It’s time to get flu shots for your family before your house is full of fevers and dripping noses.
1. The flu vaccine is essential for children.
The flu virus is common and unpredictable, and it can cause serious complications and death, even in healthy children. Immunization each year is the best way to protect children.
Each year, on average, 5% to 20% of the U.S. population gets the flu and more than 200,000 people are hospitalized from complications. At least 77 children died from the flu in the 2015-2016 season, although the actual number is probably much higher since many flu deaths aren’t reported and are caused by secondary flu complications such as pneumonia. If you choose not to vaccinate your child, you not only endanger your own child but also others.
Although influenza can be treated with antiviral medications, these drugs are less effective if not started early, can be expensive, and may have bothersome side effects.
The American Academy of Pediatrics (AAP) and the Center for Disease Control and Prevention (CDC) strongly recommends annual influenza immunization for all people ages 6 months and older, including children and adolescents. In addition, household contacts and out-of-home caregivers of children with high risk conditions and all children under the age of 5 especially should be vaccinated.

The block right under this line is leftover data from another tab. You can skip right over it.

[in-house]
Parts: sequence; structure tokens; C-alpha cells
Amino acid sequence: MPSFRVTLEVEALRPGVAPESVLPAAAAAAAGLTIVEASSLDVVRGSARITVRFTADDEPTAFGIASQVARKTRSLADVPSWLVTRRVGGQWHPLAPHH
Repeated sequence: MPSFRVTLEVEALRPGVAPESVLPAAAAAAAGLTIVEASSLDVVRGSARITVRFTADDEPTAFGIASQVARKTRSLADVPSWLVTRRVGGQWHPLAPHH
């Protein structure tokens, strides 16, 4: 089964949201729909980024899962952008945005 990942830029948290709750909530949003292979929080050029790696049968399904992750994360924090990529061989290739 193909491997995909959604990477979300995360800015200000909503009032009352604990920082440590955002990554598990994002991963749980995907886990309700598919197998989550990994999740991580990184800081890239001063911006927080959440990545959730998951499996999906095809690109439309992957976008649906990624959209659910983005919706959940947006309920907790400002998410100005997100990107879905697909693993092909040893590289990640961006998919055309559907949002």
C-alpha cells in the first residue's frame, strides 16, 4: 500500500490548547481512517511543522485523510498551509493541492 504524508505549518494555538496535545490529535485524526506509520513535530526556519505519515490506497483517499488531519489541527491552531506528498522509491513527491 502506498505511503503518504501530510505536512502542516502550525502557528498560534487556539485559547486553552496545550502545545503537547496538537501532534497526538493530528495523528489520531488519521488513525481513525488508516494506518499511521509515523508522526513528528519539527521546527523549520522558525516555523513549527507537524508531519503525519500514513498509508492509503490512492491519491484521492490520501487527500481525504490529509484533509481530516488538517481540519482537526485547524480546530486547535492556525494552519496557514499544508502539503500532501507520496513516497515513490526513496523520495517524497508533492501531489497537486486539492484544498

Young children, people with asthma, heart disease, diabetes, weakened immune systems, and pregnant women are at high risk for complications of influenza, such aspneumonia.
About half of all Americans get vaccinated against the flu each year, including 50% of pregnant women. This number needs to get better. Ask your child’s school, child care center, or sports coach, “How are we promoting the flu vaccine for these children?”